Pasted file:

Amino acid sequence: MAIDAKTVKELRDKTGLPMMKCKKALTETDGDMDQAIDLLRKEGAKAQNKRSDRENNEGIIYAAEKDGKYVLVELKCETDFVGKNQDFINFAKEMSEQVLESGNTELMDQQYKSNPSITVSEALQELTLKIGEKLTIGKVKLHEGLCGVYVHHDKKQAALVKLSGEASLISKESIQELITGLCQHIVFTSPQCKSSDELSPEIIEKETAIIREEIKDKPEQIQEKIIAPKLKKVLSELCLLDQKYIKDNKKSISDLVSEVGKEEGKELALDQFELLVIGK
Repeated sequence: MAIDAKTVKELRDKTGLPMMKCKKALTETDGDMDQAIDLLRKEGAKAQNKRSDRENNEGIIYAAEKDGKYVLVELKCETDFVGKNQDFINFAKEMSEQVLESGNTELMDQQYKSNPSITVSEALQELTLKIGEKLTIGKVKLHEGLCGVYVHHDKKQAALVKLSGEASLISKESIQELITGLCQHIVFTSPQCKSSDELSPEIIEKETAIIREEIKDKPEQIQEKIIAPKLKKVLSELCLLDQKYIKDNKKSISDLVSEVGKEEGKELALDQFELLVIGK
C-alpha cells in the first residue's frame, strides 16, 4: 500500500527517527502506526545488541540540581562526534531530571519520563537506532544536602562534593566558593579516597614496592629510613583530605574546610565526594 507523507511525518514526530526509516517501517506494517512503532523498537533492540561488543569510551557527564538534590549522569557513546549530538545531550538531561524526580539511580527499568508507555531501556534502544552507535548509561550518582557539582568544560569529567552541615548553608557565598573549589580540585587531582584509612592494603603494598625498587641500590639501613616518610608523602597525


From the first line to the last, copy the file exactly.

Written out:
Amino acid sequence: MAIDAKTVKELRDKTGLPMMKCKKALTETDGDMDQAIDLLRKEGAKAQNKRSDRENNEGIIYAAEKDGKYVLVELKCETDFVGKNQDFINFAKEMSEQVLESGNTELMDQQYKSNPSITVSEALQELTLKIGEKLTIGKVKLHEGLCGVYVHHDKKQAALVKLSGEASLISKESIQELITGLCQHIVFTSPQCKSSDELSPEIIEKETAIIREEIKDKPEQIQEKIIAPKLKKVLSELCLLDQKYIKDNKKSISDLVSEVGKEEGKELALDQFELLVIGK
Repeated sequence: MAIDAKTVKELRDKTGLPMMKCKKALTETDGDMDQAIDLLRKEGAKAQNKRSDRENNEGIIYAAEKDGKYVLVELKCETDFVGKNQDFINFAKEMSEQVLESGNTELMDQQYKSNPSITVSEALQELTLKIGEKLTIGKVKLHEGLCGVYVHHDKKQAALVKLSGEASLISKESIQELITGLCQHIVFTSPQCKSSDELSPEIIEKETAIIREEIKDKPEQIQEKIIAPKLKKVLSELCLLDQKYIKDNKKSISDLVSEVGKEEGKELALDQFELLVIGK
C-alpha cells in the first residue's frame, strides 16, 4: 500500500527517527502506526545488541540540581562526534531530571519520563537506532544536602562534593566558593579516597614496592629510613583530605574546610565526594 507523507511525518514526530526509516517501517506494517512503532523498537533492540561488543569510551557527564538534590549522569557513546549530538545531550538531561524526580539511580527499568508507555531501556534502544552507535548509561550518582557539582568544560569529567552541615548553608557565598573549589580540585587531582584509612592494603603494598625498587641500590639501613616518610608523602597525